“Come to him, a living stone…let yourselves be built into a spiritual house…” This pandemic is leading and guiding us to be living stones—stones with “hearts” for those who are neglected. For the Hebrews, it was their widows who were neglected. As we pay attention to the news today, we learn of many who are neglected. Some of them, deemed “essential” for work, are also unable to work from home and are therefore exposed to the virus, many without the protection they need. The protection they seek might include protective wear, a safe environment, access to testing, insurance, and counseling. Some are being threatened with the loss of their jobs if they don’t show up to work (even if they might be sick or feel that their health is being threatened). They are neglected. Some are ready to go back to work but are worried about child care because school was their child care (and food). Some are low wage workers dependent on tips. Many of these are uninsured. As for the undocumented, even if they are married to citizens and have children who are citizens, their status disqualifies everyone in their family from receiving “relief” benefits. All of these might be deemed the neglected today.
How then are we to be “living stones”—stones that rebuild the community? The Scripture readings for this weekend ask for new leaders, filled with the Spirit and wisdom, chosen by the community to assist all in becoming obedient to the faith. Peter invites us to come, to let ourselves be built into a spiritual house, to offer spiritual sacrifices acceptable to God. What do those sacrifices look like? How are we being transformed into “living stones” during this time?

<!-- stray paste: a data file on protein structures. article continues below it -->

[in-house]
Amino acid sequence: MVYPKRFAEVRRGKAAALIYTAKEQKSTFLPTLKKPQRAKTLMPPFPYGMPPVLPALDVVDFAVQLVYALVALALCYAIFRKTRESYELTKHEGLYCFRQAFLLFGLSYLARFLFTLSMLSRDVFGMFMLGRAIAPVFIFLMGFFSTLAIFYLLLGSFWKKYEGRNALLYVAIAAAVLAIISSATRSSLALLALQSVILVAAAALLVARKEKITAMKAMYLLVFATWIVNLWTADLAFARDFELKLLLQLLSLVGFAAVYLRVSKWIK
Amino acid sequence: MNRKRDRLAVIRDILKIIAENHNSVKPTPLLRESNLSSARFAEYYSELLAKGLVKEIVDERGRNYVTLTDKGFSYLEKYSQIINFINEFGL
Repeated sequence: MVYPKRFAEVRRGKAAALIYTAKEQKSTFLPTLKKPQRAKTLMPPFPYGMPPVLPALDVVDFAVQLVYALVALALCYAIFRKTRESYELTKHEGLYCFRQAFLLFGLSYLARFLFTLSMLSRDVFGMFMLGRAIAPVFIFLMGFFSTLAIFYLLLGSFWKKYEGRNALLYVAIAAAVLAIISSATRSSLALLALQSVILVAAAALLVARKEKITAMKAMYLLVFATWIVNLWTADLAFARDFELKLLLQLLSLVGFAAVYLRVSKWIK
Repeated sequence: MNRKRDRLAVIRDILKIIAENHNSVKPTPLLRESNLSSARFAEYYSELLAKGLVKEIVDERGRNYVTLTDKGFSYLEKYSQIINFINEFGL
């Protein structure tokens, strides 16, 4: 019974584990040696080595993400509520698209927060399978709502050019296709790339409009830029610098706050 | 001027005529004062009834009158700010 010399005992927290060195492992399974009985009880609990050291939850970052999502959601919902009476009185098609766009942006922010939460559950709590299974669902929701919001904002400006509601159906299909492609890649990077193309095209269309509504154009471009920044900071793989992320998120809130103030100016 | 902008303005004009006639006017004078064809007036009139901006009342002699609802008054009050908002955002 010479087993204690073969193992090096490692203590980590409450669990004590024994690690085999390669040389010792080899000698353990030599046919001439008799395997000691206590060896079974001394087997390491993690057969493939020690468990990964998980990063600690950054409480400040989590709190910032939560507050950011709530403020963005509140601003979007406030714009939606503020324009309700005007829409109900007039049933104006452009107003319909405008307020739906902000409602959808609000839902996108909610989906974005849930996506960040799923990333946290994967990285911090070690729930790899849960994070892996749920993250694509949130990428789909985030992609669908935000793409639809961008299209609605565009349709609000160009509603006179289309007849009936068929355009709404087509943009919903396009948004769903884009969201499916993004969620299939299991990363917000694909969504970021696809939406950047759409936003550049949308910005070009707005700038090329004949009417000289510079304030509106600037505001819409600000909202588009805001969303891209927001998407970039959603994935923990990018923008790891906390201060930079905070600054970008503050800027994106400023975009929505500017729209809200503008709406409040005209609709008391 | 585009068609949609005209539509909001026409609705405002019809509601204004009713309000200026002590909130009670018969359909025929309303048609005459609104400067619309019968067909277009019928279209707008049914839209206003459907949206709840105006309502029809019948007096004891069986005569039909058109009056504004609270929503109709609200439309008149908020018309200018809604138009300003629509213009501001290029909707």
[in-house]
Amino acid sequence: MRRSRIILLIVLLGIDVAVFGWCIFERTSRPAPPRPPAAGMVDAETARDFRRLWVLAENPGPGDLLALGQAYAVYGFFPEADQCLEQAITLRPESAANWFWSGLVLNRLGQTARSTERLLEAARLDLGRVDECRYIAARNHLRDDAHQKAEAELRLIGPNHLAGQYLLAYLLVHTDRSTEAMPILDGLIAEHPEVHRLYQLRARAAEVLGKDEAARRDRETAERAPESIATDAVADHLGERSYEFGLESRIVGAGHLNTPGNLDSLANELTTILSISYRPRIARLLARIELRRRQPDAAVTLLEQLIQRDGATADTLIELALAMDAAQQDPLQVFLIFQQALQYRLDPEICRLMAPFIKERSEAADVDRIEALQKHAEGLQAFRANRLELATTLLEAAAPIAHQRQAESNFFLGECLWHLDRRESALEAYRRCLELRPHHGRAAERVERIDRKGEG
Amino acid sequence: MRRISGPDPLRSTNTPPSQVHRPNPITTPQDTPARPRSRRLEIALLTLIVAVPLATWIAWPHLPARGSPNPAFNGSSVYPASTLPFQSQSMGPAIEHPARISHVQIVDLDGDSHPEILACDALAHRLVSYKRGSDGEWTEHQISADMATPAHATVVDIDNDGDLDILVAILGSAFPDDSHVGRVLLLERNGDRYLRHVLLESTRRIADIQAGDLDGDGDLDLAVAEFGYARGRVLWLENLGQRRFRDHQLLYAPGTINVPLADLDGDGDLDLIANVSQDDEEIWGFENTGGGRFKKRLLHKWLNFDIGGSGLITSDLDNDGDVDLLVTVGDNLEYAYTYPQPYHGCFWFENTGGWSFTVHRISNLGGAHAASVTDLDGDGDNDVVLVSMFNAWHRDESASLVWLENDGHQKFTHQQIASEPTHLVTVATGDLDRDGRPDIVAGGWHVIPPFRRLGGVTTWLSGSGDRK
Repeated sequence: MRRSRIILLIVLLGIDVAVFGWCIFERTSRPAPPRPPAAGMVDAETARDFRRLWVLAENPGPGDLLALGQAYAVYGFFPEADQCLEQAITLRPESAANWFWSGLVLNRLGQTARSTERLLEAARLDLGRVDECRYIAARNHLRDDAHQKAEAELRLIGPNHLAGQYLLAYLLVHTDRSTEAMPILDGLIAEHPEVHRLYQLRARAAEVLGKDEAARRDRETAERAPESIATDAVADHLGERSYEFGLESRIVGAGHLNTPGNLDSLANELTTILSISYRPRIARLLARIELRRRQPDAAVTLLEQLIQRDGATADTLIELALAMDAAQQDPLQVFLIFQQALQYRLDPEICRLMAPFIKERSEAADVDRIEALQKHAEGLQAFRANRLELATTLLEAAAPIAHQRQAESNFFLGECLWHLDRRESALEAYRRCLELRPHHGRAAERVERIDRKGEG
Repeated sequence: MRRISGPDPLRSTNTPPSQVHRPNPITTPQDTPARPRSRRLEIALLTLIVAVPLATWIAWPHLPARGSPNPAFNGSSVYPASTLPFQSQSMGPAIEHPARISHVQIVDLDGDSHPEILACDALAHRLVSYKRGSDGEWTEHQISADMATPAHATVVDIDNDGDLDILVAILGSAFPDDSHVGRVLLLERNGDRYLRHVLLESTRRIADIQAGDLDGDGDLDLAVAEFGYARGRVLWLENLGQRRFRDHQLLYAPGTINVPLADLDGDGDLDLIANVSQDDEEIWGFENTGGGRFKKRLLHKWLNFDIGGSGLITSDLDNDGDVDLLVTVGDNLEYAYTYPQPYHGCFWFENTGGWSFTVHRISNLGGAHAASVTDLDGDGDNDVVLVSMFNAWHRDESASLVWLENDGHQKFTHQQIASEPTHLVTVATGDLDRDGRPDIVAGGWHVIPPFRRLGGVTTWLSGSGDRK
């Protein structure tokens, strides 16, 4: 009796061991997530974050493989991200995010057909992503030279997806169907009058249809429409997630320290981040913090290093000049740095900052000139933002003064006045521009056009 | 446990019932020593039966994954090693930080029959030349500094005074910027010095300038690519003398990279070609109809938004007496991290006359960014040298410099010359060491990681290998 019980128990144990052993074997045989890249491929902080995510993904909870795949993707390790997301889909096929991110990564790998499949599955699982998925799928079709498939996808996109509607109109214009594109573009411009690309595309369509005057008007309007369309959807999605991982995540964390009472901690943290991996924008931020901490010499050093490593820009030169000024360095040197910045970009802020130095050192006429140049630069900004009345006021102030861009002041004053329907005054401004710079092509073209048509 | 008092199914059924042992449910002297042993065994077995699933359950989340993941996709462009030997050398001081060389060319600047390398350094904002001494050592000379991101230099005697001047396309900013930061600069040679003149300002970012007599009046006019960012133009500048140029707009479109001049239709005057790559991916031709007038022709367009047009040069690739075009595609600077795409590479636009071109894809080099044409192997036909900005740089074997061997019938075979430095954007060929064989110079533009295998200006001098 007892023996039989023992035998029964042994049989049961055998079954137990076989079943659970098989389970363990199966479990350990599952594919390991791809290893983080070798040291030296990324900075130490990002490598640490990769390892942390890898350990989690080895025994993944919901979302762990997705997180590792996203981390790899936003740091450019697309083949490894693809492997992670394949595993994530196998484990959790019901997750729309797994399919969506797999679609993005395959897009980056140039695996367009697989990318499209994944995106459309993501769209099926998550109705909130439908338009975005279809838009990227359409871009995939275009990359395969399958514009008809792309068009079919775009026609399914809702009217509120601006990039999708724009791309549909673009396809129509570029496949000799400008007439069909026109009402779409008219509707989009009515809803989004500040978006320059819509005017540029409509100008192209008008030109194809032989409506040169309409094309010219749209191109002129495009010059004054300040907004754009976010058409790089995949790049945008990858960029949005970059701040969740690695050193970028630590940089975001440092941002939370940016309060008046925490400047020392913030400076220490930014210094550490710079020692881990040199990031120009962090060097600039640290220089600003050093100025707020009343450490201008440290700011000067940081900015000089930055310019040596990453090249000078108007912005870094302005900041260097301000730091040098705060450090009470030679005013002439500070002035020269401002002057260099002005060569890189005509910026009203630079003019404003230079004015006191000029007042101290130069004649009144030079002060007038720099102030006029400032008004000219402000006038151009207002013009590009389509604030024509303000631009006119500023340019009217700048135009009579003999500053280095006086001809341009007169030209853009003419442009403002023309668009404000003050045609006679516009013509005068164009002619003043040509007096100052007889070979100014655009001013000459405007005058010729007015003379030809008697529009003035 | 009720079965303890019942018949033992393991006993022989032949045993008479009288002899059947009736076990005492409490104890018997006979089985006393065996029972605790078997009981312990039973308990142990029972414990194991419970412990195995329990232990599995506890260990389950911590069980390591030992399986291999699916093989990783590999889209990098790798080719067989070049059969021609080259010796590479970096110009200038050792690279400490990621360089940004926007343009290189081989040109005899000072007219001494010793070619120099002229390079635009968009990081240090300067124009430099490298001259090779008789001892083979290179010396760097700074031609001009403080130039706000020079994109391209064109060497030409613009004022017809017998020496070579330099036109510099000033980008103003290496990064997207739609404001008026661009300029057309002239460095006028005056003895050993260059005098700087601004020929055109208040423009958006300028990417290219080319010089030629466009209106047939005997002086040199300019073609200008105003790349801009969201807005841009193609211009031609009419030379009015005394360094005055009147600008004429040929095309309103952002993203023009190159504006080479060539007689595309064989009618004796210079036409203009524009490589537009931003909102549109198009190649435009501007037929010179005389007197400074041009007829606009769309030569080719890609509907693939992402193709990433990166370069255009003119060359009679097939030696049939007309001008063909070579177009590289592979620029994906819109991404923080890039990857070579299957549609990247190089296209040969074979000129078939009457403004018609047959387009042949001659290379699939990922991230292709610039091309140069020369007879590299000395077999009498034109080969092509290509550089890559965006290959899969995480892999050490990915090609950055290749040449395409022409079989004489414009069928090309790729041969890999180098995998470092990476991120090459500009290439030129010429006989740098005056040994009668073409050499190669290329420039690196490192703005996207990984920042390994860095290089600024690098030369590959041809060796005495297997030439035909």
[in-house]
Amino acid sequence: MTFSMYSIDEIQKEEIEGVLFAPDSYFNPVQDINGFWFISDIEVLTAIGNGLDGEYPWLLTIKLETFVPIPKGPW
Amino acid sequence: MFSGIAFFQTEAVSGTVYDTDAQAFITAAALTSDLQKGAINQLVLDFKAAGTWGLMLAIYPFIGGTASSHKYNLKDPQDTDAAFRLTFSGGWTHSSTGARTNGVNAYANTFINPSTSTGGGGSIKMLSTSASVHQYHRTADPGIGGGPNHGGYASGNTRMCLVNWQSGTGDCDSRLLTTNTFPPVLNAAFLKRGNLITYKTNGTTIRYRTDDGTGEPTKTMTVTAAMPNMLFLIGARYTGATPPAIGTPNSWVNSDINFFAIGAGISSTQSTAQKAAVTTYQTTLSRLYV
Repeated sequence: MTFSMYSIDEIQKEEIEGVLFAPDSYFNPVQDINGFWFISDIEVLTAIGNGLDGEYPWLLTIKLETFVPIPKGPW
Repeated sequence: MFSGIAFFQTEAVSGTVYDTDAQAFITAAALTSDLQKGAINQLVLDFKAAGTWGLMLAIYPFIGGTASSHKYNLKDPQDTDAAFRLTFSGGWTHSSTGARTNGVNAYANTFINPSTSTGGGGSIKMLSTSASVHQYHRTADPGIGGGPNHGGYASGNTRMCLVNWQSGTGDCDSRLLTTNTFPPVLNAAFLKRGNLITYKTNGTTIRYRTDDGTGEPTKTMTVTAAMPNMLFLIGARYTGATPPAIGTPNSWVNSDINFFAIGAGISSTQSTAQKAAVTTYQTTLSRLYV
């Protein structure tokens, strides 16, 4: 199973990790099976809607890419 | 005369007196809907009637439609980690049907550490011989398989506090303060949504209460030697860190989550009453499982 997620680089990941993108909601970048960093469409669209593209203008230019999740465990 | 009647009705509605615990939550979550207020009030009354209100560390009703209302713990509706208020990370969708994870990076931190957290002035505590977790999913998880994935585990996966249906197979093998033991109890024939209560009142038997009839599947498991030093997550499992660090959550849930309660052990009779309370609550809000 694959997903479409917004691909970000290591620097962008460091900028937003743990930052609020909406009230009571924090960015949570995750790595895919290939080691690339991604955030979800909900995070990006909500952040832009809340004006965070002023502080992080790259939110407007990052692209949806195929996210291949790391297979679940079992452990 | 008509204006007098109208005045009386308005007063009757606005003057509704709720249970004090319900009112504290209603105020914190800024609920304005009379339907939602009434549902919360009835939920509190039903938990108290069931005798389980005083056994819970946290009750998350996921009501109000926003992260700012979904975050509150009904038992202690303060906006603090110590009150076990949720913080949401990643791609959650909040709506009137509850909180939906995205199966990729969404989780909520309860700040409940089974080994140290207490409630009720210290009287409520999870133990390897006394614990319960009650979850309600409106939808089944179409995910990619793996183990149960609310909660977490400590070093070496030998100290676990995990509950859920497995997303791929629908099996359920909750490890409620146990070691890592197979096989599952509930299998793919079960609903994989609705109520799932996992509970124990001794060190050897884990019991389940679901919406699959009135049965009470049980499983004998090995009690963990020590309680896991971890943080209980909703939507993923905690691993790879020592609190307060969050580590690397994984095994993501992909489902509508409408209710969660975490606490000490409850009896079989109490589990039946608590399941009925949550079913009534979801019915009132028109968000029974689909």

The readings ask us to address structural issues as well. How do we define essential work? Who gets “hazard” pay? What is a living wage? How did so many become so vulnerable? Why are we pitting “health” against “economy”? Disagreements about what is good for all have arisen among us, just as they did in Jesus’ time. In the midst of division, Jesus always prayed for himself and for his followers. He provided his disciples with a vision that asked: What are the desires of God’s heart? What are the Lord’s designs for our flourishing?
Jesus was very clear in saying, “I am the Way.” He didn’t say he was the way, if we wanted him to be. Or if it was convenient! Living and praying with the Word we ask again. Be our Way. Be our Truth. Be our Life. Be the Source of our flourishing. May we not only survive, but thrive.